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Posted by on Jun 15, 2018 in 2018 Conference, Keynote Speaker |

Interview with H. Michael Brewer, Part 2

Here’s Part 2 of our interview with our 2018 Keynote, Mike Brewer
Q: Which authors have inspired and influenced your life, faith & writing?
Tolkien, Lewis, Raymond Chandler, Harper Lee, Ray Bradbury, Arthur Conan Doyle. I love genre fiction. I love writers who strike some balance between the plain tale plainly told and the magic of language.
Q: You’ve shared about your writing group with Cecil Murphey. How did he influence your writing career?
Cec is a long-time friend. We met years ago when he led a monthly writing group in Louisville. I was living near Cincinnati, but I gladly made the monthly trek. Cec is a born teacher. He is gentle with beginners but also demanding because he is so committed to the craft of writing.
The best thing about Cec is that he never tried to make me write like Cec. He helped me learn how to write like Mike. Cec put me in touch with the company that published my first book, and he introduced me to his agent who sold my second book. A long list of folks could share similar stories about him.
Q: What’s the best writing advice you’ve ever heard?
Put your bottom in the chair, put your fingers on the keyboard, and do something.
Q: You’ve published several books for young people. Where do you get ideas for your stories and how did you first get started writing for young readers?
My wife says writing for middle-school boys is the perfect match for my maturity level. She’s joking–I hope–but I’ve never outgrown my wonder at the amazing world in which we live and the incredible story we call history.
*Did you know Middlesboro, KY is built in a meteor crater?
*Did you know butterflies taste flowers through their feet?
*Did you know slaves in Egypt were smeared with honey to attract flies away from Pharaoh? In a world like ours, anything can happen, so coming up with ideas for younger readers is never a problem.
As for how I got started, it happened without any design on my part. Cec Murphey was offered a job for a book of boys’ devotional stories. He wasn’t interested, so he introduced me to the editor and I sent some samples. She liked my work, and I began a very cordial partnership with Rainbow/Legacy. But writing for kids wasn’t new ground for me. I had already written a great deal of Sunday School curriculum for younger students, as well as some comic books and puppet plays. I like kids and I don’t talk down to them, so writing for a young audience is a good fit.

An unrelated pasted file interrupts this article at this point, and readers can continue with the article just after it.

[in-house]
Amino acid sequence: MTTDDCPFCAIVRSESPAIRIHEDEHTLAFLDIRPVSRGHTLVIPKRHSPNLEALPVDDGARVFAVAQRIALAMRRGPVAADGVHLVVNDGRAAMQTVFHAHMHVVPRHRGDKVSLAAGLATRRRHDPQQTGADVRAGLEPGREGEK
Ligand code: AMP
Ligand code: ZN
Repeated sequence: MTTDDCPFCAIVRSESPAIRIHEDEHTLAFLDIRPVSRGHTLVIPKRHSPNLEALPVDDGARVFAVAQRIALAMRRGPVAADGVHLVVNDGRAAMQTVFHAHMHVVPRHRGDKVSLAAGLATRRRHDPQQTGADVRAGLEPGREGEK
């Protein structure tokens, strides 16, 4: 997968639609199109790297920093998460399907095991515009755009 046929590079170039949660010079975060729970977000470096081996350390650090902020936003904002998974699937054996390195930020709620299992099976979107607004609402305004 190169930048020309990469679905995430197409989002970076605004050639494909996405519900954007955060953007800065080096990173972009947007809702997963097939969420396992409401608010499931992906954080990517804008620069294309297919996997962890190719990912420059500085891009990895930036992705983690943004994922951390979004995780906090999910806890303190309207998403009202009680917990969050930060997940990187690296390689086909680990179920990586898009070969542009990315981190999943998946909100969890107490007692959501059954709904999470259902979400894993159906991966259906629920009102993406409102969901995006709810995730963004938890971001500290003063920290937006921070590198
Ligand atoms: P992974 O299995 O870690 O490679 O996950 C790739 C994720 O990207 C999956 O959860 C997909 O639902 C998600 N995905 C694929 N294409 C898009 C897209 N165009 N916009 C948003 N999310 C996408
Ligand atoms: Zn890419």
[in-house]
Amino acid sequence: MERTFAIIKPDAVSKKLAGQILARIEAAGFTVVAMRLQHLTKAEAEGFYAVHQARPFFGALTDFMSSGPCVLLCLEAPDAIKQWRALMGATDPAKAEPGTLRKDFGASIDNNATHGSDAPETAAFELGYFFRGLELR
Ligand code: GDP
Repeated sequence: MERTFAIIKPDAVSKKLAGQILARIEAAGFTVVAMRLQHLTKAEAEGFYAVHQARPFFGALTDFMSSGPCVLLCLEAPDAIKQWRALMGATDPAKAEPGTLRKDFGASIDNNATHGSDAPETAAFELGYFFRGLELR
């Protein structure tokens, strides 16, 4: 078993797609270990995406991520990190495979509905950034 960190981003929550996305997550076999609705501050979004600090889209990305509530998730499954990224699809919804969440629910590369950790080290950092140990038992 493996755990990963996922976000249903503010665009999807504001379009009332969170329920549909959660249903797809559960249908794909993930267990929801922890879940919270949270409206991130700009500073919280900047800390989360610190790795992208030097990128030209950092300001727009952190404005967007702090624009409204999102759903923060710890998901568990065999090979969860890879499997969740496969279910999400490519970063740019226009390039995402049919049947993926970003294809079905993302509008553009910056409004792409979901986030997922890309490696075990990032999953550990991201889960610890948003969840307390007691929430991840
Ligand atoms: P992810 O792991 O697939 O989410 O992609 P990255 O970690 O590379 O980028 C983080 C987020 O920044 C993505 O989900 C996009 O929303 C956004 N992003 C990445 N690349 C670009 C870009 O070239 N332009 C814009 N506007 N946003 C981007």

Q: What would you like readers to take away from your books?
First, enjoyment. I love for readers to have a good time when they pick up something I’ve written.
Second, I hope they find something to think about, ideas that stretch the mind and heart. Sometimes my work is very explicitly Christian. At other times, a Christian worldview forms the backdrop.
In any case, I think when we wrestle with significant questions, we are turned toward God. The Holy Spirit moves when a reader ponders big issues: love, relationships, purpose, ethics, death.
As a writer, I don’t want to beat people over the head, but I want to say plainly, “Following Jesus makes sense of life for me. Discipleship works for me. What do you think about it?”
Q: What’s been the most challenging part of your writing journey and how did you overcome it and grow?
I’d hate to admit how many years I sat around wanting to be a writer and doing nothing about it. I told myself I was too busy. I told myself I’d start writing someday. I told myself the odds were against me.
Finally, I simply started writing and sending things to editors. I didn’t have a plan. I didn’t know much about the business. To be honest, I didn’t know much about good writing.
But once I started trying, things started happening. I sold some pieces. Doors opened. Connections appeared. I started small–reviews, recycled sermons, lesson plans, devotionals–but I started, and I believe God honors effort.
Q: Any last words to encourage aspiring authors?
Come to the conference! Give God the opportunity to energize, educate, and enlarge you!
Very well said. Thank you, Mike, and we look forward to hearing you speak at KCWC 2018.
–Nicki Bishop
Planning Committee
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